There are many types of remote security cameras and many ways to view the cameras remotely. There are even security cameras designed for home use that are wireless and can be viewed on a standard television. However, when we speak of most robust, professional security systems that permit remote viewing, we are talking about IP cameras or IP systems. IP, which is a computer technology abbreviation that stands for Internet Protocol, permits a variety of remote viewing options for security cameras.
There are a few methods for making your security camera “remotely viewable,” however; the key ingredient for all of them is the idea of Internet Protocol or networking. Although there are several possible variations for capturing, sending, and storing the camera’s signal the basic process works like this.
An IP security camera system works by converting the camera’s video signal into a digital file that can be transmitted via a networking system. Depending on the type of system, the signal, by way of the local network, can even be sent to the internet making the security camera remotely accessible from anywhere internet is available.
Many cameras connect to a DVR or Digital Video Recorder system. They do this by a physical connection through a cable or by utilizing various wireless technologies (similar to the wireless technology used by wireless computer routers and receivers). Most wireless cameras have a useful maximum range of approximately 300 feet.
Regardless of how the camera’s signal is transmitted, it is normally transmitted to a personal computer, DVR system, IP video server, or directly to the internet. If the camera is an older analog-type CCTV camera, the signal will be transmitted to a “capture card” that will “capture” the analog video and convert it into a binary or digital file form. The purpose of transmitting the camera signal to a personal computer, DVR system, or IP video server is to prepare the digital file for “streaming” so that it can be sent over a Local Area Network (LAN) or the internet. Streaming technology allows for the digital data to be transmitted and viewed in real time, while maintaining small file sizes to prevent overloading the network. Personal computers, DVR systems with specific, dedicated video networking circuits, and IP video servers can each be utilized to do this “file processing” work and transfer the final product to the LAN or internet.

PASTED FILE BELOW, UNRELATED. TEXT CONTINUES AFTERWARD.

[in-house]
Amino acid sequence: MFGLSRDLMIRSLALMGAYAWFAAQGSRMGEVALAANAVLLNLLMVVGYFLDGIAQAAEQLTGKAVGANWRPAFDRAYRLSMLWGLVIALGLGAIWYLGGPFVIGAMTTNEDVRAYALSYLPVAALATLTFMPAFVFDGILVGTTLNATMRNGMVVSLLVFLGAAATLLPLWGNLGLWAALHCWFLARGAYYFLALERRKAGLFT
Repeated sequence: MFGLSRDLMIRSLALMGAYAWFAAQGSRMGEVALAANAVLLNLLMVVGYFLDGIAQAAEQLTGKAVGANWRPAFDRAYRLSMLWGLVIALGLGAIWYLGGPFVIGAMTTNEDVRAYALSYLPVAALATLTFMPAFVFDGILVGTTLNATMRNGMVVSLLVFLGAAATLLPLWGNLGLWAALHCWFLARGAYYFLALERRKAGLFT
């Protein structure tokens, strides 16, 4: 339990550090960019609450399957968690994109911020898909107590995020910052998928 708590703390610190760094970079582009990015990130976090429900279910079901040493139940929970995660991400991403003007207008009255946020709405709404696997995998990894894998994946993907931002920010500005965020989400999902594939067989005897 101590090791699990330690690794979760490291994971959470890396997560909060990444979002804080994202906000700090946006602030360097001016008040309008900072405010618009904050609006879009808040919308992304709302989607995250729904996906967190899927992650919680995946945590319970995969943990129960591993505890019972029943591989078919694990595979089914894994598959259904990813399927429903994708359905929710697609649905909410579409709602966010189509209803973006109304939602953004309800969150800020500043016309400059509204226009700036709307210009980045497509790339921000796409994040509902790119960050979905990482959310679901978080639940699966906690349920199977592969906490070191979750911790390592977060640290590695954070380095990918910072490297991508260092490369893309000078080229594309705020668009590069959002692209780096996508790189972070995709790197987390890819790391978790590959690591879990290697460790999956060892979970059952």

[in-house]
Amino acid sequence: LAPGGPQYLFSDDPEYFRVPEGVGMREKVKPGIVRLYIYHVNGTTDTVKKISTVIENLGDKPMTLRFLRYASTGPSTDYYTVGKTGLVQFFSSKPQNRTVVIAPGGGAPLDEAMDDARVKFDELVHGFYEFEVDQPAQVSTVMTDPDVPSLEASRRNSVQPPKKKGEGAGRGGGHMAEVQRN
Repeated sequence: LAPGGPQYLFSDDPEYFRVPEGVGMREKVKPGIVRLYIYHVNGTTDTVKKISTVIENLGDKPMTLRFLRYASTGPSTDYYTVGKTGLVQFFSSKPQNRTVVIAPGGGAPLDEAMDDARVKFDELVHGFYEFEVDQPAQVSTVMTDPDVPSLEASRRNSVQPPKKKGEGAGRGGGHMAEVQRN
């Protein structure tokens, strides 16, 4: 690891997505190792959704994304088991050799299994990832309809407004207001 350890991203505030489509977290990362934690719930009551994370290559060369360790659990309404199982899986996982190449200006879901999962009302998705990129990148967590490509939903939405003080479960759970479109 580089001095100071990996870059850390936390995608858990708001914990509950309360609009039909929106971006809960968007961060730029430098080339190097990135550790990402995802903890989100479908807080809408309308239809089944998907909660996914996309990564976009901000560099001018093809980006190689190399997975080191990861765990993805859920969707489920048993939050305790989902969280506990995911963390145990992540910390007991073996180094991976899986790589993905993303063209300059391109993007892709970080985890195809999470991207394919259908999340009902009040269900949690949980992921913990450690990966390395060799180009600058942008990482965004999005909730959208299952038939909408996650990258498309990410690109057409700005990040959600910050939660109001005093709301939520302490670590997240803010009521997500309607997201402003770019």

Once the video signal has been prepared by the system and has reached transmission to a LAN or the internet, viewing opportunities are seemingly endless. The camera, video system, or IP video server normally comes with software that prepares the signal and provides software applications for viewing. Based on the file type and application software, the camera can be viewed remotely in a variety of ways.
Some of the easiest remote viewing camera/systems/software allow the user to view the camera using an internet web browser. Some applications may even allow the user to control the camera through the web browser while others may use some sort of proprietary network video recording (NVR) software.
In addition to using personal desktop computers, you can also view your security cameras remotely using just about any personal communication appliance, provided the device supports the format that the security system is using. That means you can view real-time, live images from your camera(s) using a laptop computer, cell phone, or even a PDA. It wouldn’t be surprising to see an application for an iPod if there isn’t one already out there. In fact, some remote systems provide an alert to the user via e-mail if the camera has detected motion and has started recording activity.
Remote viewing expands the possibilities and capabilities of security cameras In various ways. The user can check their cameras at work or while on travel. Constant monitoring systems can be installed and signals transmitted to a remote 24/7 monitoring service that can alert the user of any activity or suspicion. The possibilities are forever becoming endless.